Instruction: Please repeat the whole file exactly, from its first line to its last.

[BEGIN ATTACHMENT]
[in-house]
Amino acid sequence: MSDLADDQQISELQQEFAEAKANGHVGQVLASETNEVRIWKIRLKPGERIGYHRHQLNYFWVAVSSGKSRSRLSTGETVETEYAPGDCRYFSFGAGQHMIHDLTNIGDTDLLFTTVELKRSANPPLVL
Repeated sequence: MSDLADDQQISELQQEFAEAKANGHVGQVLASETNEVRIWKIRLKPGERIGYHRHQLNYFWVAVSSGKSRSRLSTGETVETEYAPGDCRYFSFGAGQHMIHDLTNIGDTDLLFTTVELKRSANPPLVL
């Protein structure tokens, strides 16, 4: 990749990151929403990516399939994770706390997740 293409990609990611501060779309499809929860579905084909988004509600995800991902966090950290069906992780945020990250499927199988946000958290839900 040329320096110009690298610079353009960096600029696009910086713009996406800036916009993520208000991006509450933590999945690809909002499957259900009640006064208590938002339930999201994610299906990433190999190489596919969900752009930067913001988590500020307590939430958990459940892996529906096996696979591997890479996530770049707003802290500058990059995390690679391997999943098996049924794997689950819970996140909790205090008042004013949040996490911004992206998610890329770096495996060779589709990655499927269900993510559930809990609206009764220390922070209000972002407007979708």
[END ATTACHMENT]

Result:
[in-house]
Amino acid sequence: MSDLADDQQISELQQEFAEAKANGHVGQVLASETNEVRIWKIRLKPGERIGYHRHQLNYFWVAVSSGKSRSRLSTGETVETEYAPGDCRYFSFGAGQHMIHDLTNIGDTDLLFTTVELKRSANPPLVL
Repeated sequence: MSDLADDQQISELQQEFAEAKANGHVGQVLASETNEVRIWKIRLKPGERIGYHRHQLNYFWVAVSSGKSRSRLSTGETVETEYAPGDCRYFSFGAGQHMIHDLTNIGDTDLLFTTVELKRSANPPLVL
């Protein structure tokens, strides 16, 4: 990749990151929403990516399939994770706390997740 293409990609990611501060779309499809929860579905084909988004509600995800991902966090950290069906992780945020990250499927199988946000958290839900 040329320096110009690298610079353009960096600029696009910086713009996406800036916009993520208000991006509450933590999945690809909002499957259900009640006064208590938002339930999201994610299906990433190999190489596919969900752009930067913001988590500020307590939430958990459940892996529906096996696979591997890479996530770049707003802290500058990059995390690679391997999943098996049924794997689950819970996140909790205090008042004013949040996490911004992206998610890329770096495996060779589709990655499927269900993510559930809990609206009764220390922070209000972002407007979708």